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  • Editorial Reflections—Expanding Beyond Canonical Figures and Periods
  • Rudolf A. Makkreel (bio)

I am grateful to the present editor, Steven Nadler, for giving me a chance to put down a few reflections about my fifteen years as editor of the Journal of the History of Philosophy and about the journal's contribution to historical scholarship over the years.

The JHP was founded in response to a recommendation of a special committee of the American Philosophical Association. The main founding Editor, Richard Popkin, who served from 1962 until 1980, left some of his reflections in volume 40:4 on his efforts to get the journal started and some of the financial difficulties it faced during the beginning years. A more detailed account of the initial editorial issues that needed to be sorted out was provided by Ed Strong in the special twenty-fifth anniversary issue that I edited in 1987. David Norton, who succeeded Popkin as Editor, has also provided his recollections in the previous issue.

Early in 1981, Norton recommended to the Board of Directors that I become the Book Review Editor, and I assumed that position in September of that year. The following year I was approached by the Board to see whether I would be willing to replace Norton as Editor and whether I could obtain adequate financial support from Emory University to assure the stability of the journal's operations. I was fortunate that Emory had just received what was then the largest single gift awarded an American university, which allowed it to be quite generous in its support. However, the timing of the journal's offer was not ideal for me, since I had recently been awarded an NEH grant and a contract with Princeton University Press to start a six-volume edition of Dilthey's Selected Works. I therefore asked if I could delay the beginning of my first five-year term as Editor for a year. The Board consented and obtained the agreement of Richard Watson and Popkin to co-edit the journal for the intervening period.

In September 1983 I became Editor, and James Force replaced me as Book Review Editor. I saw my editorship as an opportunity to further broaden the JHP's [End Page 309] scope and strengthen its balance. Unlike Norton and Watson, I had not written my dissertation under the direction of Popkin. The three Columbia professors who had the most influence on my Dilthey dissertation research were Paul Oskar Kristeller, Albert Hofstadter, and Peter Gay. My first contact with the journal came through my appointment in 1966 at the University of California, San Diego, where the journal was then being edited. My initial dealings with the journal were merely to respond to an occasional request by Herbert Schneider to review a book.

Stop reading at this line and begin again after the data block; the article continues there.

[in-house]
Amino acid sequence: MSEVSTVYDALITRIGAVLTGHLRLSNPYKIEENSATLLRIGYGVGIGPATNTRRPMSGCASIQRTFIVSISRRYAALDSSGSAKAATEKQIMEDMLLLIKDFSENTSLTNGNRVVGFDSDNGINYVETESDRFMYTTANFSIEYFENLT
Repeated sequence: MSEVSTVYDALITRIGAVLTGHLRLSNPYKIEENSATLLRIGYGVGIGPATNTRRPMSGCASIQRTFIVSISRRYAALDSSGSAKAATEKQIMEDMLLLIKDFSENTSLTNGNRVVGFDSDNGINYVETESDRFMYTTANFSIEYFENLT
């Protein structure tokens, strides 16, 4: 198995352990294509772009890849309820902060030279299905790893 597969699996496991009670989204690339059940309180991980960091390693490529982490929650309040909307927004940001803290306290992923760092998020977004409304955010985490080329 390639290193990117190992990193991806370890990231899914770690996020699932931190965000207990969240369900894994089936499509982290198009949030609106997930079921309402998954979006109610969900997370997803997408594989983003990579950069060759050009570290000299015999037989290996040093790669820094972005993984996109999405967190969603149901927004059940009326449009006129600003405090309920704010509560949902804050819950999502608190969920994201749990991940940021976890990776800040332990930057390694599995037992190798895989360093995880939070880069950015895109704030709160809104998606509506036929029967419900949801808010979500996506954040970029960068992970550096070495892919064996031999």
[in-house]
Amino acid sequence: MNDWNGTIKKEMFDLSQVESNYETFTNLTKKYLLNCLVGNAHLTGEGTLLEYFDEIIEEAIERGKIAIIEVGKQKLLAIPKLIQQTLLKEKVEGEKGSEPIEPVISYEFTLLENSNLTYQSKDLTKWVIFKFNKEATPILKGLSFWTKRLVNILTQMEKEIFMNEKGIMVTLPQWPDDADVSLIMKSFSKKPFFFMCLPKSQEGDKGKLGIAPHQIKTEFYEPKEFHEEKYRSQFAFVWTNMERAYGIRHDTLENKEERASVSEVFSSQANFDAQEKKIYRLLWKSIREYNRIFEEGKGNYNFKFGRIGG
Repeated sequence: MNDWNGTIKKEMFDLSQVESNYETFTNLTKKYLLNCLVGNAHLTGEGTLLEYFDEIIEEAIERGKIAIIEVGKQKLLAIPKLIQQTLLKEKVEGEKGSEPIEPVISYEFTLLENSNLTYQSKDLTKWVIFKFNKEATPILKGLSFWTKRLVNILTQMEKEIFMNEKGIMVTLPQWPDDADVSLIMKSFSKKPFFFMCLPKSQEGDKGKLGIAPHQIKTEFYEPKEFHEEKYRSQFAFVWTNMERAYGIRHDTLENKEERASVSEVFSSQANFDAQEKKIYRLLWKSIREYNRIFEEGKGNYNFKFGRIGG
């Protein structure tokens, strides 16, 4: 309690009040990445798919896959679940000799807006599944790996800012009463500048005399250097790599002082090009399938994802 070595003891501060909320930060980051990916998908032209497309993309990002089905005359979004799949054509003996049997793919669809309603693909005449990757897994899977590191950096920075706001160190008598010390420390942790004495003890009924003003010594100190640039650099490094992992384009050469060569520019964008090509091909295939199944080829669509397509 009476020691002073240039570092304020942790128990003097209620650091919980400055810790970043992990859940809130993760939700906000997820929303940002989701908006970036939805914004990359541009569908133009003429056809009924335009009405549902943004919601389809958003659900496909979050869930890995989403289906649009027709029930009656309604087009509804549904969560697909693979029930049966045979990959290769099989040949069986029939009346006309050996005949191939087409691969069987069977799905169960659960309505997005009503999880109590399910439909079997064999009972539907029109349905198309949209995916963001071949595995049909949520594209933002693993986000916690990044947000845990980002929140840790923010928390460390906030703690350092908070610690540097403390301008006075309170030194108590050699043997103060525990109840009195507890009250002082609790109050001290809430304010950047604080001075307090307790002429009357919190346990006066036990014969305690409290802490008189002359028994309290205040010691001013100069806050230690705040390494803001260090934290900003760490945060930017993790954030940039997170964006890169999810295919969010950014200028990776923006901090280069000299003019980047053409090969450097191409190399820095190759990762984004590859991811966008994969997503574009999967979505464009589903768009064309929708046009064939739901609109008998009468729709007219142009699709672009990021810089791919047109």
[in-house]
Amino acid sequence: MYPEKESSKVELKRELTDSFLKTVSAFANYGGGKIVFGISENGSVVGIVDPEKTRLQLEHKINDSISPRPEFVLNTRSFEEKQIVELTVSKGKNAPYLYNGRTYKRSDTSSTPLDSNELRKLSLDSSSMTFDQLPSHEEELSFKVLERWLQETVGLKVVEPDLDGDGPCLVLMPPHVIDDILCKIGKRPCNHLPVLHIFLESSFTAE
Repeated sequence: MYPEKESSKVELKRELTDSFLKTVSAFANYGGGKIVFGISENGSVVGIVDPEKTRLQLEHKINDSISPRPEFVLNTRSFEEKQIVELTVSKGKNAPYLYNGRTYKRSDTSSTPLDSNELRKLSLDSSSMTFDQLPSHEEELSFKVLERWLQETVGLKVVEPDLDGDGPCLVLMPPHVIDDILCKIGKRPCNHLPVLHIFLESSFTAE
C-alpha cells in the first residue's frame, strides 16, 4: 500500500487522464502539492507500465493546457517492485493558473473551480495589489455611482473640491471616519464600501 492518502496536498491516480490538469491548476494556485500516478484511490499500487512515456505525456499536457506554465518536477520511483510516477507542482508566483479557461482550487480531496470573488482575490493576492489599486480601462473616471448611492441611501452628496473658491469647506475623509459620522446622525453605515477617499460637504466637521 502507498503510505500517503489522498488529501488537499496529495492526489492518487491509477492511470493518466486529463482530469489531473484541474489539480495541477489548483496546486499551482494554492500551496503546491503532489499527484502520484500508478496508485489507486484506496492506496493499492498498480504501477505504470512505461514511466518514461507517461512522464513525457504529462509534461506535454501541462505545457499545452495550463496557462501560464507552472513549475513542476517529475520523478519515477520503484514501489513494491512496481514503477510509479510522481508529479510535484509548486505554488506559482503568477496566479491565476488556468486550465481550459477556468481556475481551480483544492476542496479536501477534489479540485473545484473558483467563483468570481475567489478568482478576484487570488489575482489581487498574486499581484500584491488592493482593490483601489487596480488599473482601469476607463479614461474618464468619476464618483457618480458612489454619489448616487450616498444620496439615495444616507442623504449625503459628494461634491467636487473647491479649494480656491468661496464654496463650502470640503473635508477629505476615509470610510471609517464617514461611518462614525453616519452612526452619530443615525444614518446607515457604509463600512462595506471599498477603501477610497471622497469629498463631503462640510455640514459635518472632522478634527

Popkin had always worked to obtain a good balance of submissions, but inevitably his own research on skepticism in early modern philosophy served to attract mostly papers in that period. To be sure, he inspired young scholars to work on non-canonical figures, but they were still part of the canonical period that dominates the scholarship in the English-speaking world up to this day. When I began as Editor, I received more submissions on Hume than on any other figure. Together with the Assistant Editor whom I was able to appoint to help me run the editorial office—John Krois, who subsequently came to be recognized as an important Cassirer scholar and editor—we looked for ways to encourage a wider range of coverage. We worked especially to obtain more submissions about German philosophy and in all areas of nineteenth- and twentieth-century philosophy. Of course that was easier said than done. The quality of submissions was the essential condition that could never be overlooked. We did succeed in getting a more diverse set of submissions, many of which were worth publishing. Some of the non-canonical figures dealt with were J.S. Beck, Bergson, Cieszkowski, Dühring, Jacobi, Jouffroy, Lask, C.I. Lewis, Maimon, Mendelssohn, Sidgwick, and Tschirnhaus, but not at the expense of ignoring the canonical figures. I also expanded the make-up of the Board of Directors by nominating Dorothea Frede, Edward...


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